Art Prize: The Starting Gates
Art Prize starts in Grand Rapids tomorrow.
Art Prize is an event put together by Dick DeVos’ son, Rick, as an alternative to yet another film festival. It’s a large open entry contest in which the prizes are awarded by popular vote (this year, there will be juried prizes as well). It’s good at bringing lots of people downtown–including busloads and busloads of kids–generating some excitement, and … getting people to look at “art.”
Given the open entry, there is a very wide range of quality in the art work. And since the voting system is popular, there’s a lot of catering to popular tastes–or those of the area. (For example, patriotic and religious artworks tend to do really well; a mosaic altarpiece won the top prize last year).
I’ve decided I’m going to blog some on Art Prize some this year because I’m fascinated by a truly popular art event.
One of my favorite things about Art Prize is the way even pedestrian works can accomplish one purpose of art, to get people to look at the space around them differently.
Take the horses, above, which are in the Grand River just outside of the Public (municipal history) Museum and Grand Valley State, right in the middle of downtown. While each horse is supported by a vertical metal bar, they’re otherwise constructed of branches.
The rapids in our city’s name are no longer worthy of the name; instead, a series of small drops step the river down the 18 feet it falls through the city. And many of the fish that draw crowds of fishermen to the banks of downtown year-round are farmed. It’s pretty tame, particularly given how low it is this year with the drought.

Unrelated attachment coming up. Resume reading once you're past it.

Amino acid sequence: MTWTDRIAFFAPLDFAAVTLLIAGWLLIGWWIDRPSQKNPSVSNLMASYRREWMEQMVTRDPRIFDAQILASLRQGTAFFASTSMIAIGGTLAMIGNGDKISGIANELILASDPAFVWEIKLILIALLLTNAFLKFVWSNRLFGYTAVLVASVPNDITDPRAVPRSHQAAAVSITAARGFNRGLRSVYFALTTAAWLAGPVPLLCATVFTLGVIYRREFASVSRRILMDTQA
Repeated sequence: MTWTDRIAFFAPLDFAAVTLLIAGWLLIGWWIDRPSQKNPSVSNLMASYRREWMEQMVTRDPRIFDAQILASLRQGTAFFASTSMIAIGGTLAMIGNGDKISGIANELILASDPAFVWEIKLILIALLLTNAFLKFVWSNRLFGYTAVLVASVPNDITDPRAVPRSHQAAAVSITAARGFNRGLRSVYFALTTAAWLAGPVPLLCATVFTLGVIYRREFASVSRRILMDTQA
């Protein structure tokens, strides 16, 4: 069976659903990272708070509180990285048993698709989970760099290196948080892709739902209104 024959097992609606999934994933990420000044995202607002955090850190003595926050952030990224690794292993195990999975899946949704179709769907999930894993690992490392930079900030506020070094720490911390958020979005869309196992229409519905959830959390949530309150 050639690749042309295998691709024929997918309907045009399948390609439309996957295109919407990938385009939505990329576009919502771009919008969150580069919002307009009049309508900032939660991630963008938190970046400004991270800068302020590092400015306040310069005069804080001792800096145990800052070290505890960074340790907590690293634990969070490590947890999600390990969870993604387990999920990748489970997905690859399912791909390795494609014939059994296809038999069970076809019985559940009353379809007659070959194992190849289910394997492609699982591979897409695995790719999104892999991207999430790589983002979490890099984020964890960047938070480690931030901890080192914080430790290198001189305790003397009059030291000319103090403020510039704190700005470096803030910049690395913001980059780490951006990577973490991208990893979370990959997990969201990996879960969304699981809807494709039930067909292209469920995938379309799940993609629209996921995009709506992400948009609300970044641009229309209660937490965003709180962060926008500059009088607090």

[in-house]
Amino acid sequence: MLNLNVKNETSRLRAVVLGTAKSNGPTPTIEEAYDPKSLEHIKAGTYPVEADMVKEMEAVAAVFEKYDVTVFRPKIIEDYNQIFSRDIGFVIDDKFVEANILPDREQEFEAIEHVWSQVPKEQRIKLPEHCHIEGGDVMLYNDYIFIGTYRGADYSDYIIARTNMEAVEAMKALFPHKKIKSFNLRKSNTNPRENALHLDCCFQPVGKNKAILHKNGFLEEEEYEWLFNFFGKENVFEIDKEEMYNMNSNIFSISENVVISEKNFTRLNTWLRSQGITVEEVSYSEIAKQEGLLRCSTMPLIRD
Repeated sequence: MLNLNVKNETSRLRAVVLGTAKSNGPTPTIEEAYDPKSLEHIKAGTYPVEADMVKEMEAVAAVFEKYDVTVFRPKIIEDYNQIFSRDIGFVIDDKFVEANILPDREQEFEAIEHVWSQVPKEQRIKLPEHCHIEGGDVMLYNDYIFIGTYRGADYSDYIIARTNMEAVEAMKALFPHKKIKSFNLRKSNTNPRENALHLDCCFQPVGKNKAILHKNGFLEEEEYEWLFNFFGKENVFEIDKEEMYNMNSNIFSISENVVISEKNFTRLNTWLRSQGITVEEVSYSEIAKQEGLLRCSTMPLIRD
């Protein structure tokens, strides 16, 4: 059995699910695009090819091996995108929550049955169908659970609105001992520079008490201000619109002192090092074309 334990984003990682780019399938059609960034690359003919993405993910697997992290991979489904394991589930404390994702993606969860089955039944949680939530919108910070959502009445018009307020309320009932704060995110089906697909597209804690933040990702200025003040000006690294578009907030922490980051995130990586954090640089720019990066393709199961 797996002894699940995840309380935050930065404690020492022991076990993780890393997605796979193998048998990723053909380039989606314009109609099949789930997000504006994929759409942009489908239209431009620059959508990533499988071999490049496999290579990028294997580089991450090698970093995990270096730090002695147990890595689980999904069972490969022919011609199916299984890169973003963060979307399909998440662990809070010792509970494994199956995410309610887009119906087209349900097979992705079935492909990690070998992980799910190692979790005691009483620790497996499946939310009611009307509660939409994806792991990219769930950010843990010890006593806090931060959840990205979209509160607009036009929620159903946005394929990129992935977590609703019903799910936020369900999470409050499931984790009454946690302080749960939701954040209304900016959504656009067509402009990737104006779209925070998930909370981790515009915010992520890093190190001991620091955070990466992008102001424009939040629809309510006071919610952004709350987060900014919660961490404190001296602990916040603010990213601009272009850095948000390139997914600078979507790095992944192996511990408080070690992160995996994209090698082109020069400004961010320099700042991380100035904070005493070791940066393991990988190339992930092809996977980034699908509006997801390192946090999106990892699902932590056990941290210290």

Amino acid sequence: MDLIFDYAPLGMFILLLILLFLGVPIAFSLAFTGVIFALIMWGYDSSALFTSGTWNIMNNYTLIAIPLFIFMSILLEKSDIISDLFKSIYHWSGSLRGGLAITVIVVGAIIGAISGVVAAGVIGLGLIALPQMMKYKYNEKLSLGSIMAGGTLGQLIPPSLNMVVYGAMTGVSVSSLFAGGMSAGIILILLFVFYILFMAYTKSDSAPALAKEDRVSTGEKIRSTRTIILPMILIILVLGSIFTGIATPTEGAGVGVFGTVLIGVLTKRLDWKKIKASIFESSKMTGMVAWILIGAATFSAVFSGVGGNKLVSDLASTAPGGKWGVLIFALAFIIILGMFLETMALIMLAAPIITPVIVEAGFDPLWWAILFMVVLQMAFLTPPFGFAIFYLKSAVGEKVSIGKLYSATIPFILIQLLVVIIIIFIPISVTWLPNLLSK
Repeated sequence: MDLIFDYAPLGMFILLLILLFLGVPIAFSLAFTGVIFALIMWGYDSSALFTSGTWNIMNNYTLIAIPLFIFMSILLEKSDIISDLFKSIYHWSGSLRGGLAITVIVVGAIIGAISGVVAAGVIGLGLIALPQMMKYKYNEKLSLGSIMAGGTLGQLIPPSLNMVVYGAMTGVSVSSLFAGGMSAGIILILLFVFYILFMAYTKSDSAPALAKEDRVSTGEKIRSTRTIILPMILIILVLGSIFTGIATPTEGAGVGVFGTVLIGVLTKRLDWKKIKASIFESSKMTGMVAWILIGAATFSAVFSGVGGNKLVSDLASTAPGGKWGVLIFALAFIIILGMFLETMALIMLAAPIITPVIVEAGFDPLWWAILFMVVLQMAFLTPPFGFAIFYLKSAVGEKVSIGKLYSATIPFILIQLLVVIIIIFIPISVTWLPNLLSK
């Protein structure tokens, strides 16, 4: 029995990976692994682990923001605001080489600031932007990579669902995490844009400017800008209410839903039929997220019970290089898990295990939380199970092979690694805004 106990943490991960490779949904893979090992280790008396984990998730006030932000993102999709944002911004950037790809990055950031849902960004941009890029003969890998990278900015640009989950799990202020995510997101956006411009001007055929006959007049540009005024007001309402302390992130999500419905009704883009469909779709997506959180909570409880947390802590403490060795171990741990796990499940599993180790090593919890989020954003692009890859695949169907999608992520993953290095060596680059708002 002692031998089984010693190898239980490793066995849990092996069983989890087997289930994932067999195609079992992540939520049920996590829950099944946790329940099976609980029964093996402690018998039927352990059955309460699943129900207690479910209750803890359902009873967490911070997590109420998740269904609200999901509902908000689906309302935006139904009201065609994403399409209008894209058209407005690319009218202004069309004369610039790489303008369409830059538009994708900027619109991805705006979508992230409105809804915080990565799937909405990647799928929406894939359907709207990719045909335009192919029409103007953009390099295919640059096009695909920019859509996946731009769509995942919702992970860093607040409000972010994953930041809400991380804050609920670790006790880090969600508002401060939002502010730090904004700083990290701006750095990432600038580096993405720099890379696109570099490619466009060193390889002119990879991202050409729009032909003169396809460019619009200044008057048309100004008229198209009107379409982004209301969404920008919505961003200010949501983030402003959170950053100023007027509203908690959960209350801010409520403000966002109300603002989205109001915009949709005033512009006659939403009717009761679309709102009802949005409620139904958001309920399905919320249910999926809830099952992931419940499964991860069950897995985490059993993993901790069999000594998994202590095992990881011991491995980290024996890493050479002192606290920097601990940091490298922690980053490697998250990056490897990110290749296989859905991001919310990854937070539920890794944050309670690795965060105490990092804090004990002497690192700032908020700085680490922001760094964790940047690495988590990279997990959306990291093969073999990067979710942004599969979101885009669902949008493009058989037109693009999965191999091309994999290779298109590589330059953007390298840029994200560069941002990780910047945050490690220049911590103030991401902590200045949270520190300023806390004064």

Nevertheless, you still see wild things in it, particularly herons shopping for dinner in the morning hours, these majestic birds lording over a pretty urban environment.
So I like these horses for the way they put the wild back into the Grand. They also pick up a heavy horse theme from the works at the Meijer Gardens, notably the American Horse, which lots of Grand Rapids people would be familiar with. And in the Public Museum, pretty much jutting into the river a little to the left of the blue bridge, is a round glass-walled room housing an old Carousel of horses. So while the horses won’t win any prize for the sheer artistry of the work, I suspect they’ll get people thinking about the river itself.
We’ll see how the kids respond to it when they show up tomorrow. I do know that this piece–quite literally just a bunch of chainsaw sculpted logs shaped as fishing bears put in a fountain behind the Ford museum–was a top ten hit last year, presumably because it was in a very central location, it was so accessible to all ages, and it was a brilliant use of the existing fountain.
I expect the pack of wild horses in the rather tame Grand achieve a similar effect this year.